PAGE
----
California Supreme Court to Decide Whether Cities May Ban Medical Marijuana Dispensaries
The California Supreme Court will decide whether cities throughout the State may ban medical marijuana dispensaries. The high court granted review on January 18 in two cases raising the question of whether the "Compassionate Use Act," adopted as Proposition 215 in 1996, or the "Medical Marijuana Program," adopted in 2003, preempts the power of cities to prohibit medical marijuana dispensaries through their zoning or business license ordinances. Richards, Watson & Gershon represents the City of Upland in the lead case, City of Upland v. G3 Holistic, Inc. (Case No. S198395). The Supreme Court also granted review in a companion case, City of Riverside v. Inland Empire Patient's Health and Wellness Center (Case No. S198638). These cases will decide whether the broad police power authority enjoyed by cities throughout California extends to an outright ban on dispensaries, or whether various state statutes limit that authority such that cities are required to allow dispensaries. The Supreme Court is expected to decide the cases in the next 18 to 24 months. There are approximately 125 cases raising these issues now pending in the California state courts.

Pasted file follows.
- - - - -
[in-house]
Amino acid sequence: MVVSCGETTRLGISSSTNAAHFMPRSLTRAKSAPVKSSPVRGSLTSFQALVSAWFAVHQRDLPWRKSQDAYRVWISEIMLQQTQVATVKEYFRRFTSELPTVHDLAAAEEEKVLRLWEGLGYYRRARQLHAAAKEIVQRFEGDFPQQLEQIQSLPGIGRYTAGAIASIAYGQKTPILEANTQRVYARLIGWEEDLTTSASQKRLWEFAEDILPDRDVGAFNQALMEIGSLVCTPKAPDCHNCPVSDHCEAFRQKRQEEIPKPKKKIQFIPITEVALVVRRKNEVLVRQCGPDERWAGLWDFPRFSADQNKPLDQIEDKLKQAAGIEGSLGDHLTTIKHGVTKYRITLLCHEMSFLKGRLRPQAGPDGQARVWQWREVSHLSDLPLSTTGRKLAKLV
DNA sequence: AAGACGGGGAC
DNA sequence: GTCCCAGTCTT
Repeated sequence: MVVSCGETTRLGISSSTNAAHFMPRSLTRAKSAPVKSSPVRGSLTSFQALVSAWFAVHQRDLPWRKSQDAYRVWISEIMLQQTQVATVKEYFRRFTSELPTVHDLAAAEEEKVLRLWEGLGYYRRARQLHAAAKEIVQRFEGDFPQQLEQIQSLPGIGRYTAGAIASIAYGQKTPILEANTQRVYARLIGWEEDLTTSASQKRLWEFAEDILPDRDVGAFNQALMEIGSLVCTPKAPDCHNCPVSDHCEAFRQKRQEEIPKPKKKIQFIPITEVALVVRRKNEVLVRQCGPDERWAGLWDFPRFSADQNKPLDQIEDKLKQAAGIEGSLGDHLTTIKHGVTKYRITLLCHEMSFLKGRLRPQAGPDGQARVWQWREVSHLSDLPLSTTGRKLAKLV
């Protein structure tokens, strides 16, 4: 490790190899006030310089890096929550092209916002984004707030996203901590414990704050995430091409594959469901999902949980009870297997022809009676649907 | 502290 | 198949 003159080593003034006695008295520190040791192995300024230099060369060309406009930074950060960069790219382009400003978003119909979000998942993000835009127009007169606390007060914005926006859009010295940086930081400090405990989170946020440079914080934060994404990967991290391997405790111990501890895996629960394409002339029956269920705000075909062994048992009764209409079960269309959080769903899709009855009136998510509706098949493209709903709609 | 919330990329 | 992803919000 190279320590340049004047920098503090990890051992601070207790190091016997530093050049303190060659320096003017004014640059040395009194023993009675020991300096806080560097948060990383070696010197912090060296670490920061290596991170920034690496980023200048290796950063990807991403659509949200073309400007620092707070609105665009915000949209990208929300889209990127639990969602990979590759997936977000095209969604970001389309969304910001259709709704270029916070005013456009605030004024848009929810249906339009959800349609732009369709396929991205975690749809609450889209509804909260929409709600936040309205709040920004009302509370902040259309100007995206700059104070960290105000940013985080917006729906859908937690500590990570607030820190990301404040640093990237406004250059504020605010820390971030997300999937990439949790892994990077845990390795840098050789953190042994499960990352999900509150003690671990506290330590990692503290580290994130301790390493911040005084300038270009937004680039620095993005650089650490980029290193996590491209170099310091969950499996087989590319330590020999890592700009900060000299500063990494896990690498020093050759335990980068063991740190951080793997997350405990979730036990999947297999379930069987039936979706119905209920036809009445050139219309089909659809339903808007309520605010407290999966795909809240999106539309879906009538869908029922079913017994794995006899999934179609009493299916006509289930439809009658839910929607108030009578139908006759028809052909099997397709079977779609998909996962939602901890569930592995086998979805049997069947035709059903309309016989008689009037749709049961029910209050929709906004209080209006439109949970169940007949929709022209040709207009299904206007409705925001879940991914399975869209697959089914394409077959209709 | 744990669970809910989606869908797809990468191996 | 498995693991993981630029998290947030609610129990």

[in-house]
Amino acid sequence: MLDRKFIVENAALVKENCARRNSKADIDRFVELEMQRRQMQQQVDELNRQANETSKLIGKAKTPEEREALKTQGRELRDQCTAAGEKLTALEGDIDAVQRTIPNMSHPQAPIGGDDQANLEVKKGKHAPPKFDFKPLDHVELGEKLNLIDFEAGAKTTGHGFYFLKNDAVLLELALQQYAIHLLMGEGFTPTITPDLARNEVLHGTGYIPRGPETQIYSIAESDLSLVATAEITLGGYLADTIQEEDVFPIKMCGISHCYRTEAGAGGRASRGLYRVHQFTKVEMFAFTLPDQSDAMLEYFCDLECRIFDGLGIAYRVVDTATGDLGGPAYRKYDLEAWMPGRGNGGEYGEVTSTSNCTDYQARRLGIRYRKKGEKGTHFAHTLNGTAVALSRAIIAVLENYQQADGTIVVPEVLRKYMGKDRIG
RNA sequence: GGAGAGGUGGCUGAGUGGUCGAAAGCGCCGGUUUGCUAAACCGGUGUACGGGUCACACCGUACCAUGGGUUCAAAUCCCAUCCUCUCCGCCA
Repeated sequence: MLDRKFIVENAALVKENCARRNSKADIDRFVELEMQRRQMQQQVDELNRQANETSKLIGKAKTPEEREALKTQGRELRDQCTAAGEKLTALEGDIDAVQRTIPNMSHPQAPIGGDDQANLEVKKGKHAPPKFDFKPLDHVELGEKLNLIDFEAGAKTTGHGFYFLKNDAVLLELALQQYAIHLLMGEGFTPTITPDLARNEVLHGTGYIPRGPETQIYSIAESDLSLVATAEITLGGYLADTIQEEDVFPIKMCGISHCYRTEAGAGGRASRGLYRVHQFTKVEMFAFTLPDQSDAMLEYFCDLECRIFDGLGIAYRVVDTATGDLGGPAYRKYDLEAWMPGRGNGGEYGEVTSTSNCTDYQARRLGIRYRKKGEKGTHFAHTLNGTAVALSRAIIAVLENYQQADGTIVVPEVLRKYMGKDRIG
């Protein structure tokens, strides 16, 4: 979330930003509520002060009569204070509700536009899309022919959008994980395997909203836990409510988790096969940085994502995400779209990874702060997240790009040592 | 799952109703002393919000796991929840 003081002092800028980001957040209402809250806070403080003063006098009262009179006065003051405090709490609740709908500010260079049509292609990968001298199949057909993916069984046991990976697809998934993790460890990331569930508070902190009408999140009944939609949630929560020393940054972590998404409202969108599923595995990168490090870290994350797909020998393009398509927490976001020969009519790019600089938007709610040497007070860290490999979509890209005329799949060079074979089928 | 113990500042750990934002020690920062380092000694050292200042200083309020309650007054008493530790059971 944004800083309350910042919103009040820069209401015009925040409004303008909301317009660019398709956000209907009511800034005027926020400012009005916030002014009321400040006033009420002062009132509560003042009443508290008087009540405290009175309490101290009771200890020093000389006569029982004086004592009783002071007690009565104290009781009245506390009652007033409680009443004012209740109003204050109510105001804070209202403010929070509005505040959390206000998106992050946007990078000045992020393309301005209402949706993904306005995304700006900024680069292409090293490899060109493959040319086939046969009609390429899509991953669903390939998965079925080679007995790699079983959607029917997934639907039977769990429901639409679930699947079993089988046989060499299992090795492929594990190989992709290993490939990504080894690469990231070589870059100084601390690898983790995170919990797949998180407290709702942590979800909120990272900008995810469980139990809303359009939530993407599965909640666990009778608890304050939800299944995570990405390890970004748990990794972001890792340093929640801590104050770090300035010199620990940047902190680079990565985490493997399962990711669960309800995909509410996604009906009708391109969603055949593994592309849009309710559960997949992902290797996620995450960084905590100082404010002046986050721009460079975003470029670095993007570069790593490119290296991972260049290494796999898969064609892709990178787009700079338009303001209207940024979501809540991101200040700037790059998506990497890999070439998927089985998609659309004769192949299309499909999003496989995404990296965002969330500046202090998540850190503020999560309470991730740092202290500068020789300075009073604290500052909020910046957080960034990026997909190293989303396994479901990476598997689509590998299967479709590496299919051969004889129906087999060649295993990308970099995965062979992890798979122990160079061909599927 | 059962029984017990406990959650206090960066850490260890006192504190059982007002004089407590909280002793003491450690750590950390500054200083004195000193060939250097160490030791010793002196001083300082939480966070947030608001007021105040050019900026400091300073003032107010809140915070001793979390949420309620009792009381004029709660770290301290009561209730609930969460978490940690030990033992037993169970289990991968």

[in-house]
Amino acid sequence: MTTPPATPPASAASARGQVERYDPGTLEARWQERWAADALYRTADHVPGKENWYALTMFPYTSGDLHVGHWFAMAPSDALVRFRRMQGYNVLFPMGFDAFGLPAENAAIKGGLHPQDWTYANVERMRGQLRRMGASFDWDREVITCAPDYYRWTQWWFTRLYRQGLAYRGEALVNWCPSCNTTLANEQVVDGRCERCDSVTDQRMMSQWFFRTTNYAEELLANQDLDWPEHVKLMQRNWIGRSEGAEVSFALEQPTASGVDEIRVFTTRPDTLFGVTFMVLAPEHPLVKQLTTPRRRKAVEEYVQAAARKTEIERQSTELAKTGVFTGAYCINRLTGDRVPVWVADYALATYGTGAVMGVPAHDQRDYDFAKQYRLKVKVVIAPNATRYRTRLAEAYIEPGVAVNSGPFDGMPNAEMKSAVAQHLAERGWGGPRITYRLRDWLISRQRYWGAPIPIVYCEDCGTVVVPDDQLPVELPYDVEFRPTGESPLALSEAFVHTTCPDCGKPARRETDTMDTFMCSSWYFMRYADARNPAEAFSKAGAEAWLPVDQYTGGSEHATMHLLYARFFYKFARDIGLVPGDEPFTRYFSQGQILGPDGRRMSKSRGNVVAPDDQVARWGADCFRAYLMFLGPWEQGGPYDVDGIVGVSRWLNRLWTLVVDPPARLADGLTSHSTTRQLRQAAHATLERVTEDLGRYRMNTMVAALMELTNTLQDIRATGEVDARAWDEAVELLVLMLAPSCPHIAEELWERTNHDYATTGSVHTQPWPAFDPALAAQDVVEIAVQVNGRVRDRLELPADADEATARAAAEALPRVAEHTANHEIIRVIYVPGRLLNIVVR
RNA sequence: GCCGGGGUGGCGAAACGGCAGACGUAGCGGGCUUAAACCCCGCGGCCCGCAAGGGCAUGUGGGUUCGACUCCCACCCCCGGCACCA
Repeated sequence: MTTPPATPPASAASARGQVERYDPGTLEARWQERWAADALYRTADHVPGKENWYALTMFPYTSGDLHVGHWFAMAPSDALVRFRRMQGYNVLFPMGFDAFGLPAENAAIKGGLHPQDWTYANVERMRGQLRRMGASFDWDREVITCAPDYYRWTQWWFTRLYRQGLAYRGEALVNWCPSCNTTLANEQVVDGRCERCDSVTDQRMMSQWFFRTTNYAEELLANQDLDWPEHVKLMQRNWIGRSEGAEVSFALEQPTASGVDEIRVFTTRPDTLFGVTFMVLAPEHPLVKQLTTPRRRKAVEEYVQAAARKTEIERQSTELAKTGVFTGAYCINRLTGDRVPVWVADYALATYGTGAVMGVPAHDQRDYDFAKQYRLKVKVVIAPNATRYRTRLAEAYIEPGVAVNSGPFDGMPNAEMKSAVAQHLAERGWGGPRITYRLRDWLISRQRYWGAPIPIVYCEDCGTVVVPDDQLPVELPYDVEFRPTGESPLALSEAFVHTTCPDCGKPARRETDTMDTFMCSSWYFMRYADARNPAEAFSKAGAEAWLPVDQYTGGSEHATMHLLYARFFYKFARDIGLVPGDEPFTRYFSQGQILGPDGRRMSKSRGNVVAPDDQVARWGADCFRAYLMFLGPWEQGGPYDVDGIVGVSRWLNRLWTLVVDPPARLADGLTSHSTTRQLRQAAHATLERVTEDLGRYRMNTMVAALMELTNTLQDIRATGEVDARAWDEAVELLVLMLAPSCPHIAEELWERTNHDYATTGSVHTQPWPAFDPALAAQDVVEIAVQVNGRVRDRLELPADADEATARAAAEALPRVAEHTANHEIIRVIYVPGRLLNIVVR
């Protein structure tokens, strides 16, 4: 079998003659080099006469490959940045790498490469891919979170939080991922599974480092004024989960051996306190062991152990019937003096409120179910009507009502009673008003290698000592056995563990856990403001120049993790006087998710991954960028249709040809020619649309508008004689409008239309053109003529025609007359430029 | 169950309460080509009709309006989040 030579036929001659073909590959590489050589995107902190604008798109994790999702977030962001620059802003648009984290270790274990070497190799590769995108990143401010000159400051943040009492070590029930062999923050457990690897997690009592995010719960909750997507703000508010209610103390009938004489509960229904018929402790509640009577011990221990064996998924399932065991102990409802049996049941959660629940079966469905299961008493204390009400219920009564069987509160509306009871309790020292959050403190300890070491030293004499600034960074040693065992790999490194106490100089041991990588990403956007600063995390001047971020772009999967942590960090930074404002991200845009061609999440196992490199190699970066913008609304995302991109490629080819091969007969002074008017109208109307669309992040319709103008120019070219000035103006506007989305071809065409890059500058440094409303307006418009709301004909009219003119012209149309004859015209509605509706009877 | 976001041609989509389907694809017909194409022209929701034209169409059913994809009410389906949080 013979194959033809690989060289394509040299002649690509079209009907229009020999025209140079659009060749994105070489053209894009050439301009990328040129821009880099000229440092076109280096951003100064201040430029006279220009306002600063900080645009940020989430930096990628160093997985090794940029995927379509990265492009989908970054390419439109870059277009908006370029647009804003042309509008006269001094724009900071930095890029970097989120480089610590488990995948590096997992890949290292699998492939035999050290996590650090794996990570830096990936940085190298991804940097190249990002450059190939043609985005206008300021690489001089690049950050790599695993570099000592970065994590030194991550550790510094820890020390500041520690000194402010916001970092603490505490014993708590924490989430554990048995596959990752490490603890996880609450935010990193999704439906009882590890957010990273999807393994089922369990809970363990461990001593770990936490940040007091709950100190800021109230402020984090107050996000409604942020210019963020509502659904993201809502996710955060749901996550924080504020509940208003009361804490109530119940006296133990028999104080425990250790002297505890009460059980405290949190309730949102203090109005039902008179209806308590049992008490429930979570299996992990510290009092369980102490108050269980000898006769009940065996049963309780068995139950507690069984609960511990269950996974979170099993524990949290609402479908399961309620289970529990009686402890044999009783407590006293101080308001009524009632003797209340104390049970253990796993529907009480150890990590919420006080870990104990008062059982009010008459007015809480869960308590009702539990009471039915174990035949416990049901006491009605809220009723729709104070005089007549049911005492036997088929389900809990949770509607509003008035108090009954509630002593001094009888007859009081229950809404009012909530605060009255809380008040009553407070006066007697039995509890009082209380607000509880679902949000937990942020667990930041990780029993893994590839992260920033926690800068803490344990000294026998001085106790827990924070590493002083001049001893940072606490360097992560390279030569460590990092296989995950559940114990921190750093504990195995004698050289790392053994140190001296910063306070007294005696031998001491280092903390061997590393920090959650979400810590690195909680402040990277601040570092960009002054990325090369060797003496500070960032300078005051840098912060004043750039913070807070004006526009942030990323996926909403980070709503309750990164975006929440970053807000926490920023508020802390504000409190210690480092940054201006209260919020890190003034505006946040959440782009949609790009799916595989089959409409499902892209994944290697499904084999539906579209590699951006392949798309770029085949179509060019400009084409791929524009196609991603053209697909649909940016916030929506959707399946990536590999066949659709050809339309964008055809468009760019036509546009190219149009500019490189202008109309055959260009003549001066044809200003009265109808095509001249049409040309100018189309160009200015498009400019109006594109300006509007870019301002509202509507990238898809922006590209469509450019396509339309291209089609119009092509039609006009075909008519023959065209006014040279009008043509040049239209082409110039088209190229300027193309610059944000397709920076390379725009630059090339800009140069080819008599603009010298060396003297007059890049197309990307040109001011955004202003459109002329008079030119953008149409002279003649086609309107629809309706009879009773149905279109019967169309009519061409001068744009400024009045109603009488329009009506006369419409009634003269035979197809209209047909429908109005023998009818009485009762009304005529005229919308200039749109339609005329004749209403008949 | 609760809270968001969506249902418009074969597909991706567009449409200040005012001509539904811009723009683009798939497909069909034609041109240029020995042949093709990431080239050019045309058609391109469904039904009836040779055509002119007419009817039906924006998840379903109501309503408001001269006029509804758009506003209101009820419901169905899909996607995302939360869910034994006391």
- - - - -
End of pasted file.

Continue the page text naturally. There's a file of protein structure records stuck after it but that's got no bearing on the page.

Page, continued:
The Supreme Court also granted review in two cases addressing other aspects of medical marijuana regulation - Pack v. Superior Court (Case No. S197169), which involves the City of Long Beach's regulatory program allowing medical marijuana dispensaries, and Traudt v. City of Dana Point (Case No. S197700), raising the question of who may file a lawsuit challenging a ban on medical marijuana dispensaries.
Sign up to receive e-ALERTS by email.